By the time Charlie had received an explanation that satisfied her, and roundly scolded all concerned – including Millie for not looking after them when she knew what a hectic time it was – John had arrived to demand to know what was going on and could he not take the younger fry off to the park and out of the way? At this they looked rather indignant, and would normally have hastened to reassure him that they were not little, but were still somewhat subdued on this occasion.
If Charles had been there he would have refused, on the grounds that people who carelessly broke vases didn't deserve treats, but Charlie was wise enough to see that it would get them out of trouble for all of half an hour, and sent them off forthwith, Poppy hanging off of John's hand and watching him adoringly. Left alone, Millie insisted on sitting her mother down, unruffled by the caustic comments directed at her.
“Deep breaths,” she urged, demonstrating by holding hers for a full thirty seconds before she let it out again. “Honestly, Mum, just relax. There'll be almost everything we need at Freudesheim, so if something's overlooked it won't be the end of the world, and you don't need to be so stressed. Look, Will isn't doing anything urgent, I'll get him in and we'll tidy all this up then come and help you pack. My things are just about done, and the only problem with Will's will be to stop him taking too many books. It will all be fine, you'll see.”
“But it's such a big thing for your father,” insisted Charlie, impatiently sweeping her hair from her eyes – it was a good day if she didn't threaten to have it cut off at least three times, before giving in at the howls of horror which greeted this. “After all, he's got to sort out everything for the rest of the family, and you know how upset they'll be if he gets it wrong. Everyone's still so raw over Nana, and I tried to tell him that it could wait but he won't have it. Then there's this colleague of his who wants to come along – who she is, I have no idea, he won't tell me yet.”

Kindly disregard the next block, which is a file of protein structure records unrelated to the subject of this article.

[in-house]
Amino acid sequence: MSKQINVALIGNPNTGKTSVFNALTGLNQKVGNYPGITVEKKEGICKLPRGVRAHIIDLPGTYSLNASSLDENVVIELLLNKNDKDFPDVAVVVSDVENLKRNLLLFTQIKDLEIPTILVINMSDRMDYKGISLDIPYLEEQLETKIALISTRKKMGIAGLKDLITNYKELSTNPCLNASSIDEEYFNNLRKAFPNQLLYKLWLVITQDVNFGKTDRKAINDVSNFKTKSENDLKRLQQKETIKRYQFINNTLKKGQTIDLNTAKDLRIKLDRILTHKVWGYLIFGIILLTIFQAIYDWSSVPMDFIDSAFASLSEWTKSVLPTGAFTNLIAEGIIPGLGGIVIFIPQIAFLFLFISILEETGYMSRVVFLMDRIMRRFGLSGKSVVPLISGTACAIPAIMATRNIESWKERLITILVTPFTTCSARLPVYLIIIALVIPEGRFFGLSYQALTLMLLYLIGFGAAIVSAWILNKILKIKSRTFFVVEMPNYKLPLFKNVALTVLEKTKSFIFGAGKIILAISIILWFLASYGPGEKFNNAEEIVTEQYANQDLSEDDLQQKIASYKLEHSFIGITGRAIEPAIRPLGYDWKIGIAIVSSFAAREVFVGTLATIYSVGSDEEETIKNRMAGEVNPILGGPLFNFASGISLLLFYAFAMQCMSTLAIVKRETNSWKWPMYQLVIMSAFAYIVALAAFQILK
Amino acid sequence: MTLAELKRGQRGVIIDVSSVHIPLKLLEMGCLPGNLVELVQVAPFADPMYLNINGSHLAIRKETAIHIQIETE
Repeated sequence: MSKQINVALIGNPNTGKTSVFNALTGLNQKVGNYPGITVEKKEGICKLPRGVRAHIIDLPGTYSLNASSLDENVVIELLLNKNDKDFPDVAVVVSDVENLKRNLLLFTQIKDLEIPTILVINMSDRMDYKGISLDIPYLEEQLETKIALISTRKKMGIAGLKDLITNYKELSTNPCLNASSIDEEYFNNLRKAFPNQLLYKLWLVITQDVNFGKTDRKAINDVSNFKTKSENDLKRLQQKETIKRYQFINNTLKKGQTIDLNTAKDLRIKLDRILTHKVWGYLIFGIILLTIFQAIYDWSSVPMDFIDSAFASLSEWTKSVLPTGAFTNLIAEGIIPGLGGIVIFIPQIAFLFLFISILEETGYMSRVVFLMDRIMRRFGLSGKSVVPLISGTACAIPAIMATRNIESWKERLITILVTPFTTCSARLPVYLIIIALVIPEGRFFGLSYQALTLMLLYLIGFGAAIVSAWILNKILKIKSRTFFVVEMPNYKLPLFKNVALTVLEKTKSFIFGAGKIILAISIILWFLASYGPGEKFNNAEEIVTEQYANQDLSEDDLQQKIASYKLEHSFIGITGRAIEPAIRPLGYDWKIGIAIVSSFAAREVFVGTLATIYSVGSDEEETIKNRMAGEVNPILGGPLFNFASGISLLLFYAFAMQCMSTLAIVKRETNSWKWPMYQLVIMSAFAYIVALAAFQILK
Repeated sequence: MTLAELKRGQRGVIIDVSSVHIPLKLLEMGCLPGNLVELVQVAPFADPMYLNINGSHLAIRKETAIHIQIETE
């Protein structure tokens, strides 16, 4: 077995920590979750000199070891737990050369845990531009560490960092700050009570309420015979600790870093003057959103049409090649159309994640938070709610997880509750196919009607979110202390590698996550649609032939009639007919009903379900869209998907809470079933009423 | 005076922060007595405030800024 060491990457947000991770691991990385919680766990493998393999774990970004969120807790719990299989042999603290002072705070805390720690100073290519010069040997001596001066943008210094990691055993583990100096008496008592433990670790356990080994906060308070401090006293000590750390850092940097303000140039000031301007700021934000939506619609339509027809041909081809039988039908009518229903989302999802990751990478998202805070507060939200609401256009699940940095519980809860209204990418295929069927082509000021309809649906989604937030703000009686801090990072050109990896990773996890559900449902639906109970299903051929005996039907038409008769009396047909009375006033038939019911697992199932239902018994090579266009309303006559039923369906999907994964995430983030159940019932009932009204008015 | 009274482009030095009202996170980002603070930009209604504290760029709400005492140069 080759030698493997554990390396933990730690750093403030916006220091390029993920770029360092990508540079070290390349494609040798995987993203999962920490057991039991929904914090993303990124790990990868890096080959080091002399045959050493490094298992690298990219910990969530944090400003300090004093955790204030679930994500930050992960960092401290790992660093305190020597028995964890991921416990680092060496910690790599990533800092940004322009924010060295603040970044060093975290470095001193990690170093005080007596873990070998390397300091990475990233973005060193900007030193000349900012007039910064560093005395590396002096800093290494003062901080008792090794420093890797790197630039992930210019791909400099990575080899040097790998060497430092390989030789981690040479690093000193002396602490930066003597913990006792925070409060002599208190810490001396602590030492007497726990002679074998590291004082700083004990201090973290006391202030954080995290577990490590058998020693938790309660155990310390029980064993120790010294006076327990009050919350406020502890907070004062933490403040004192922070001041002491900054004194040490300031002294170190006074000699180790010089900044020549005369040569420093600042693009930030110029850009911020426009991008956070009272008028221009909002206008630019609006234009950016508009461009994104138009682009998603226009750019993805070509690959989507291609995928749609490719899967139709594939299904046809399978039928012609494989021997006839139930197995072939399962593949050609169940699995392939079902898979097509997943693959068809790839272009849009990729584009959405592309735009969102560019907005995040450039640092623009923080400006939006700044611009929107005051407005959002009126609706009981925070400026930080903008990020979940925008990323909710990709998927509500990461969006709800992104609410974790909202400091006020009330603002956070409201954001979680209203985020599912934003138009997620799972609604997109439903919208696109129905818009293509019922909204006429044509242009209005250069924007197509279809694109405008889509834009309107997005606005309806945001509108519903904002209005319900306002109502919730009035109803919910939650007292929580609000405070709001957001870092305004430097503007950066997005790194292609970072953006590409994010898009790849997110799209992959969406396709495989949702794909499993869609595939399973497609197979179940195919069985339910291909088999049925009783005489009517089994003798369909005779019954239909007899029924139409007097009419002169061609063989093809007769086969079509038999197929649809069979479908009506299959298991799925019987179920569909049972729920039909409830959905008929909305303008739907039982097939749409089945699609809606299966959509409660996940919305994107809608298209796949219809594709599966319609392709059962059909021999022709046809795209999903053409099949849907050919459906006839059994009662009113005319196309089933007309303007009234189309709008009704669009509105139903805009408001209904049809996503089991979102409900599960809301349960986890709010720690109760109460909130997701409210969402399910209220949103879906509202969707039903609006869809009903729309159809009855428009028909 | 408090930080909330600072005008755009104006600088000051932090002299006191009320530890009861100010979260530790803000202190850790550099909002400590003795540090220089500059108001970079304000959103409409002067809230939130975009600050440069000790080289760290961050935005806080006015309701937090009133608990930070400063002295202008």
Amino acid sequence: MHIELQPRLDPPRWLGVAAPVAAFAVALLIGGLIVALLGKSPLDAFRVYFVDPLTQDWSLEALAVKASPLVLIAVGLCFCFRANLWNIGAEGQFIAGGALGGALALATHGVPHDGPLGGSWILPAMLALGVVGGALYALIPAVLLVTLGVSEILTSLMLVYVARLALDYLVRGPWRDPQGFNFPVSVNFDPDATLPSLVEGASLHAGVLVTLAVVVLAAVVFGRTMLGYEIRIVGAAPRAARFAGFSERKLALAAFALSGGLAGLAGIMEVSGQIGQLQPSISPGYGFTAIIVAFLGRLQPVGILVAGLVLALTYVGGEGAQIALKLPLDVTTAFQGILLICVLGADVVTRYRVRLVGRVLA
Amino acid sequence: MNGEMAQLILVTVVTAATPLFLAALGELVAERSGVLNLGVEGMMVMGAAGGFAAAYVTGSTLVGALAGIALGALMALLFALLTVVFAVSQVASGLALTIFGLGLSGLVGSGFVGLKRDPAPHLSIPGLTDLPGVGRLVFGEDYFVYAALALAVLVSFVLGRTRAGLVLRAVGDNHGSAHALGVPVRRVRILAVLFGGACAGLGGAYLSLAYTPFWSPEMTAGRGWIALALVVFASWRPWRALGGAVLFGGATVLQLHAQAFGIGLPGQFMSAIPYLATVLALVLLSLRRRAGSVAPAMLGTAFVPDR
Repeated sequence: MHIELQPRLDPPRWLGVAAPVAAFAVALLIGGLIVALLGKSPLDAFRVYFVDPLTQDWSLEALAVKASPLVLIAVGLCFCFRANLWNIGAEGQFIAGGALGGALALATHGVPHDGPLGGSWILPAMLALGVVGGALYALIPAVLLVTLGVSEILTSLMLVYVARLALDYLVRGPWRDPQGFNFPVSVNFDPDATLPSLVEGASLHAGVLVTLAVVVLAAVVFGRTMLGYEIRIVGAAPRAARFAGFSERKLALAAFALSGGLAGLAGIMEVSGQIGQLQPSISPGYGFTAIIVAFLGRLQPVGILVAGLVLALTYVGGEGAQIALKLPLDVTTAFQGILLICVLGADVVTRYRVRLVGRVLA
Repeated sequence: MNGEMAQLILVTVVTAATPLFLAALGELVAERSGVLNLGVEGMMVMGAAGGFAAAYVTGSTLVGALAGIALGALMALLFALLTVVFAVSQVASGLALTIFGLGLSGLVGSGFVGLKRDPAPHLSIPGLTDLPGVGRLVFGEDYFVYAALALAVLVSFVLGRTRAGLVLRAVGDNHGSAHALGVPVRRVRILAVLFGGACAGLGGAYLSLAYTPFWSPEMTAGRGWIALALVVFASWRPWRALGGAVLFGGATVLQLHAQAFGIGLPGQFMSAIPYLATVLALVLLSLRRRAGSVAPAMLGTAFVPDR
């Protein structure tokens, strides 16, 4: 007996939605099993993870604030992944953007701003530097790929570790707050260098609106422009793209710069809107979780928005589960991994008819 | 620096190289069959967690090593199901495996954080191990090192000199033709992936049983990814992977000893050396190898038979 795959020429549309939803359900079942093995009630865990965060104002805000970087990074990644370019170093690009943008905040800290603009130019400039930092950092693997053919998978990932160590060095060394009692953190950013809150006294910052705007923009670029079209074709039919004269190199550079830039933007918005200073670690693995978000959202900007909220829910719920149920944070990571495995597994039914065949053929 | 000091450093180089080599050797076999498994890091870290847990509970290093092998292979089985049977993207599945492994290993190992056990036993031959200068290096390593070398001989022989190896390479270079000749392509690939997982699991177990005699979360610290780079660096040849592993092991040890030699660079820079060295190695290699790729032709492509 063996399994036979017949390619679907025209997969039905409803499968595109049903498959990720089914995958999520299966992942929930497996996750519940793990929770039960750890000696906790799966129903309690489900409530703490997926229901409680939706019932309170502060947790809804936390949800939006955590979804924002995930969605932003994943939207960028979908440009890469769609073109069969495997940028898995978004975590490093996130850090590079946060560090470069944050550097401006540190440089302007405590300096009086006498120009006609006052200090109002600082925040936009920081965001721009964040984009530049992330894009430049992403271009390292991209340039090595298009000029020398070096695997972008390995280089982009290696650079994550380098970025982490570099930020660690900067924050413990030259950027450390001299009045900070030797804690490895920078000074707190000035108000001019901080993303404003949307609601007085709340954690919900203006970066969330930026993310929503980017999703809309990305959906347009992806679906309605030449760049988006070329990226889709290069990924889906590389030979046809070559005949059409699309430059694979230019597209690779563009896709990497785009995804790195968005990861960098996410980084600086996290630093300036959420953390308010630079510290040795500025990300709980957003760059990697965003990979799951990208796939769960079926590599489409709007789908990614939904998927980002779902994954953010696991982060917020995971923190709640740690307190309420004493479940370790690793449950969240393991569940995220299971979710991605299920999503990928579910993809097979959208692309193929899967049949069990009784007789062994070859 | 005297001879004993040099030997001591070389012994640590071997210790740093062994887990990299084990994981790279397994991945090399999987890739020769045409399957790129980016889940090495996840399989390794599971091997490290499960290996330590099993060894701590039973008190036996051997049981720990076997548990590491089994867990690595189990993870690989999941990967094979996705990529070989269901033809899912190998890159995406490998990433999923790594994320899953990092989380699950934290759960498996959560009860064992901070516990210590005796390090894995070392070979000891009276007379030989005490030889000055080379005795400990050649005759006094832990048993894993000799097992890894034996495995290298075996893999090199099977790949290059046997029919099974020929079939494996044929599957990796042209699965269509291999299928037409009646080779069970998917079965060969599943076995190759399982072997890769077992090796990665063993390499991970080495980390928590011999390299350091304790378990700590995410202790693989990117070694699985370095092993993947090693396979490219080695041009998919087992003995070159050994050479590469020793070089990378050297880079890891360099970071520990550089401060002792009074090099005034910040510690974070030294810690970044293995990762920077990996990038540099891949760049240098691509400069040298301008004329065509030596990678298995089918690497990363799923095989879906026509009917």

“Well, then, think of it this way,” retorted Millie brightly. “No matter how much we try, there's yet to be a holiday where something doesn't go wrong – we have Ashley to make sure of that! - so there's no point in getting worked up over it, you might as well just relax and enjoy it. Remember the time Will fell in the lake and tried to haul himself out only to bring John in with him?”
At the memory of John's face as he tumbled over the edge of the boat, Charlie giggled, then suddenly pulled her daughter into a fierce hug. She wasn't demonstrative as a rule, though she and Charles had left their children in no doubt as to how much they loved them, but it sufficed as an apology for her unfair comments of earlier, and the two stood up much brightened by the conversation. They hadn't always been close, but Millie's new found maturity of the past year had helped to build bridges that promised friendship as well as love.
With the air cleared, Charlie decided to start packing the food that they would need for the next day's journey, leaving Millie to fetch her brother from the garden and enlist his help. The house seemed bizarrely quiet without Ashley and Stacia constantly fighting, or John shouting for something because he'd managed to lose it, and in the hour that they had the three managed to get a fair amount done, even Will waking up long enough to help load all the luggage into the camper-van that they'd been forced to invest in when both Stacia and Poppy became too old to sit on people's laps any longer.
The calm was broken by the return of the four, preceded by an awful smell that made Millie grimly predict exactly what had happened. In the event she was proved right. Poppy, so the story they were told afterwards went, had been helping Stacia to try and find twigs in the rushes at the edge of the river to race under the bridge when she'd stumbled. Luckily for all concerned, the water wasn't fast-flowing, or even particularly deep, and at worst her clothes were a sorry sight that would never be quite the same again, but John had been absorbed in a conversation with Ashley about growing up and had only realised when Poppy screamed. They'd returned post haste to get her out of her wet clothes.
A bath was the first thing that was ordered, once she'd been stripped down to knickers on the doorstep so as not to drag through the house any of the foul smelling mud that her bottom half was caked in. In a fit of mercy, and considering the weather, Charlie let her take it lukewarm, while she went to interrogate her oldest son about what had gone wrong, before towelling her down and telling her that she would just have to spend the rest of the day in her pyjamas, as all her other clothes had been packed.
“Something,” she said pointedly to her husband, once he returned from work and they were hiding in the kitchen for the vociferous game of cheat taking place between the rest of the children, “tells me that this holiday is not going to go smoothly.”
Wherein she spoke more truthfully than she realised.